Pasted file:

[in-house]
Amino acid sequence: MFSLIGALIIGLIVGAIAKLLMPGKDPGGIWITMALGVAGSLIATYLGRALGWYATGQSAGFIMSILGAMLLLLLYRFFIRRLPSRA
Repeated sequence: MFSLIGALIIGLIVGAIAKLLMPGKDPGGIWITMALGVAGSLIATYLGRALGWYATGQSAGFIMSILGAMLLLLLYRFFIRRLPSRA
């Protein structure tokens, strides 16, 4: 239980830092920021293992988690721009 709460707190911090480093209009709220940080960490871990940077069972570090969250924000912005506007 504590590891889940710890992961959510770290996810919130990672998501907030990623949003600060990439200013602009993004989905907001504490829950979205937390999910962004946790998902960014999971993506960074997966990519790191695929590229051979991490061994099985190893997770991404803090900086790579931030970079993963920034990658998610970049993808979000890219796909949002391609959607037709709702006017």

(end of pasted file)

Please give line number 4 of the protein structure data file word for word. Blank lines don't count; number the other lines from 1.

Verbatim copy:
């Protein structure tokens, strides 16, 4: 239980830092920021293992988690721009 709460707190911090480093209009709220940080960490871990940077069972570090969250924000912005506007 504590590891889940710890992961959510770290996810919130990672998501907030990623949003600060990439200013602009993004989905907001504490829950979205937390999910962004946790998902960014999971993506960074997966990519790191695929590229051979991490061994099985190893997770991404803090900086790579931030970079993963920034990658998610970049993808979000890219796909949002391609959607037709709702006017």